Some store gift cards are loaded with hidden fees that reduce the total purchasing power of the gift card.  These fees may include activation fees, physical card fees, or other fees deemed necessary by the card issuer.  While these fees are not typically disclosed on the front of the gift card, they should be included in the terms and conditions of the gift card per the disclosure laws in effect for these products.  If there are initial fees for the gift card, you may be paying $50 for a gift card that only has $40 of purchasing power. 

Use The Entire Amount
One of the biggest mistakes made by individuals redeeming gift cards is to choose an item that is slightly under the price limit of the gift card in order to avoid paying anything for the item.  This is the equivalent of giving free money to the retailer because, chances are, the person will never go back to the retailer to redeem the last few dollars on the gift card allowing the retailer to keep the money without having to give up merchandise in return.  The best way to get the full value of a gift card is to use the entire amount and pay the few dollars extra for the sales tax.

Pay Attention To Expiration Dates
A few gift card issuers place expiration dates on their gift cards and after this date, the remaining balance on the gift card can no longer be spent.  Although many people use their gift cards within a short period of time of receiving them, people that need more time to decide on their purchase may find that the expiration date has passed and their card is no longer valid, allowing the issuer to keep both the money and the merchandise and leaving the gift card recipient with nothing.

Paying Too Much In Credit Card Fees?

Written by Toi Williams on Dec 29th, 2009 | Filed under: credit cards

In anticipation of stricter regulation of credit card products by the federal government, many credit card issuers are increasing the interest rates, fees, and other charges associated with using the credit cards in order to “beat the clock” on regulation.  While this may help the credit card issuer’s bottom line, it is hurting the large number of individuals that are carrying a balance on their credit cards by snagging a larger portion of their income for paying down the credit card balance.  If you are finding that you are paying far too much in credit card fees, here are some simple ways to bring down the amount.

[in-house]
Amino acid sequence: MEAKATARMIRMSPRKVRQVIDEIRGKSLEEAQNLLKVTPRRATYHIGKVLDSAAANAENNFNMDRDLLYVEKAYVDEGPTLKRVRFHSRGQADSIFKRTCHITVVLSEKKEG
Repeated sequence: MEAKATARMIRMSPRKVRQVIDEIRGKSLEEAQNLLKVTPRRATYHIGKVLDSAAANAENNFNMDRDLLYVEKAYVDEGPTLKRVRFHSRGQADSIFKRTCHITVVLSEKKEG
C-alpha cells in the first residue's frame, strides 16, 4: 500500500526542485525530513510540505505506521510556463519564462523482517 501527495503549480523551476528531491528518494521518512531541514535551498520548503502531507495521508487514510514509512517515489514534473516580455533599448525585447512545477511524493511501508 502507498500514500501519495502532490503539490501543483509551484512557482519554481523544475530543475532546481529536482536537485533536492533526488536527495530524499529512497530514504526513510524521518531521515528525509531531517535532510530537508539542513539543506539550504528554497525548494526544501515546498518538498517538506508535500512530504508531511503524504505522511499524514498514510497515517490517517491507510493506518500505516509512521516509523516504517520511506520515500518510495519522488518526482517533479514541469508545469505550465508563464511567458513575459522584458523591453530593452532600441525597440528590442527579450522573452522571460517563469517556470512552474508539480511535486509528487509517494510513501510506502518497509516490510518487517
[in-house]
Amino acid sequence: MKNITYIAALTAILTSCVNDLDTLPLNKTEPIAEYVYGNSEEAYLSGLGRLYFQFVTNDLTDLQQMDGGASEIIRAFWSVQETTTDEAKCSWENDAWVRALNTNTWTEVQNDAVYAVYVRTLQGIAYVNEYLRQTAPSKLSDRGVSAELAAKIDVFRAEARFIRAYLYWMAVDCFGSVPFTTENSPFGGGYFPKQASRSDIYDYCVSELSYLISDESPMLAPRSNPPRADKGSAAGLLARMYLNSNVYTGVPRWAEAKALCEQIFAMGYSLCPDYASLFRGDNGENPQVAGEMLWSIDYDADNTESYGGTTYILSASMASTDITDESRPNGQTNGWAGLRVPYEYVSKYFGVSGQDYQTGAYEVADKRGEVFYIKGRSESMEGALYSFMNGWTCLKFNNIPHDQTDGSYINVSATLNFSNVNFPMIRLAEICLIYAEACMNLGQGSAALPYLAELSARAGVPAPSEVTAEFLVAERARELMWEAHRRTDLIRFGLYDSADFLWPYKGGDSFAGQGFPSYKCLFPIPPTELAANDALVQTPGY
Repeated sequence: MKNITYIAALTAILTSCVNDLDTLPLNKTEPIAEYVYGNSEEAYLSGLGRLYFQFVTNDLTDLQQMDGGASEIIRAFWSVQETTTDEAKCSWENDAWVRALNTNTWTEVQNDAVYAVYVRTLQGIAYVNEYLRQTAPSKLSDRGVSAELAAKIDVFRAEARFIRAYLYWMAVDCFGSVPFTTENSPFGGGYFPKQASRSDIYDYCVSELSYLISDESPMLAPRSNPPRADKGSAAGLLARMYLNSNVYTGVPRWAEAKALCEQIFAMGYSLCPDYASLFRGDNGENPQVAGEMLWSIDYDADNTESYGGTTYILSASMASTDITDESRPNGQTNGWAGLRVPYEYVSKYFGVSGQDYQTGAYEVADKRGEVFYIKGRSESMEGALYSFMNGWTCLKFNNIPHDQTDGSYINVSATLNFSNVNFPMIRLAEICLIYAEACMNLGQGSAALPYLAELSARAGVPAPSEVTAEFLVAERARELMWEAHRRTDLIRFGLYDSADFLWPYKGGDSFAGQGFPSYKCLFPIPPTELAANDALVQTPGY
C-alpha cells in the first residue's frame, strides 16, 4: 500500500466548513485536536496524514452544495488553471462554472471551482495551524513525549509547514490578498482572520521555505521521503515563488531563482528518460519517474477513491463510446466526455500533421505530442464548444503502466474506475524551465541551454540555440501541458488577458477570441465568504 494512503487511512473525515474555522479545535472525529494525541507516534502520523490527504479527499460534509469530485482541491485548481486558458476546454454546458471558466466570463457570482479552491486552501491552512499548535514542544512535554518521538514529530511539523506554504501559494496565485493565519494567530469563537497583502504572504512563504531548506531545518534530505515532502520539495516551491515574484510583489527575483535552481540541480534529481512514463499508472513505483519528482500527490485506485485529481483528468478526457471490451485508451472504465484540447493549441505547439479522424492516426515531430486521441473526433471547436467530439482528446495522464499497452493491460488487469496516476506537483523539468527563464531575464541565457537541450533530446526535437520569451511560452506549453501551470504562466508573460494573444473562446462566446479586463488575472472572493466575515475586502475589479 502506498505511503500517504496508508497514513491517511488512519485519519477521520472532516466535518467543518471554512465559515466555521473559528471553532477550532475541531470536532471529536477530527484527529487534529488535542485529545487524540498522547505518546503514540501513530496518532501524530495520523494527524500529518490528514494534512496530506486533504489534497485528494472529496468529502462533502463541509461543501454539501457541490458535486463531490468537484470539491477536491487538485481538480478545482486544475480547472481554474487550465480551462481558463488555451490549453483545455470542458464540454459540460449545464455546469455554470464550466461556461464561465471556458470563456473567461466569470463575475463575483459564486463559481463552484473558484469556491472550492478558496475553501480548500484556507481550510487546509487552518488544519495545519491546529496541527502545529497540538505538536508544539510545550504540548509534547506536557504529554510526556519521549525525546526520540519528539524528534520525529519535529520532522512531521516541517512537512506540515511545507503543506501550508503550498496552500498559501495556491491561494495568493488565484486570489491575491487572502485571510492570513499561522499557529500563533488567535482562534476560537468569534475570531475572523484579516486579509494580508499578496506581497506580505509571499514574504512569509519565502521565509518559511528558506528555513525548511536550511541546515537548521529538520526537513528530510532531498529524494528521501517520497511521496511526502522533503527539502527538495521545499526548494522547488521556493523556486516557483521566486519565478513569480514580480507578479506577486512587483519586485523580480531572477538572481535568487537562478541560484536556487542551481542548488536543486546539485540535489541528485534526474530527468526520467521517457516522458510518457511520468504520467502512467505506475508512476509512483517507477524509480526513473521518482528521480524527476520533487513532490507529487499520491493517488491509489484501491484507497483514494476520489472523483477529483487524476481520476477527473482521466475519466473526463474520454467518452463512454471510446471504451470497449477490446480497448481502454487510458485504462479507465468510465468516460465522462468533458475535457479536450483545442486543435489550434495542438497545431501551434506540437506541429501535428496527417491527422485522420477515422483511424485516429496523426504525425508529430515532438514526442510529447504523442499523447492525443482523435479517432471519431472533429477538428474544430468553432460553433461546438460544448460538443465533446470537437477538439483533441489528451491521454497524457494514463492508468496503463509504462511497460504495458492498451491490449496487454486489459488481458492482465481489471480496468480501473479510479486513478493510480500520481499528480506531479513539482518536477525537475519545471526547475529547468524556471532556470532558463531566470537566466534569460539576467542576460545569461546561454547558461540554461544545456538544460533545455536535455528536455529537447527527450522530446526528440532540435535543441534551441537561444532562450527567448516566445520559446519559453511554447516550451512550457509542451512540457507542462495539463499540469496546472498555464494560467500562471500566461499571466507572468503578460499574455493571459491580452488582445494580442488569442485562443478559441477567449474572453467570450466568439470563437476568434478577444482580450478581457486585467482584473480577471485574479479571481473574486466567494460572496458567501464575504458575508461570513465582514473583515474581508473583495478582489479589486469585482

Minimize Credit Card Use
Although many credit card issuers offer rewards for increased usage of the credit card, using a credit card for routine purchases can be a recipe for disaster.  These rewards can entice individuals to use their accounts to pay for more items more often, creating a higher balance on the account that will be subject to fees and interest payments.  It is smarter for the person to use the credit card as infrequently as they can and to pay cash for small everyday purchases to decrease the amount of the balance of their credit card.

Make Sure Payments Are Timely
Making a payment on the credit card late gives the credit card issuer many different opportunities to impose fees on you.  The first fee charged against the account will be a delinquent payment fee, which could be as high as $39 for each occurrence.  This charge can be added to the account by the credit card issuer even if the payment is only a few hours late or is delayed in the mail.  If the delinquent payment penalty fee increases the account balance to the point where it is over the credit limit, the credit card issuer can justify charging an over-limit fee to the balance of the account, which adds another $39 fee to the total balance.

Avoid Interest Rate Increases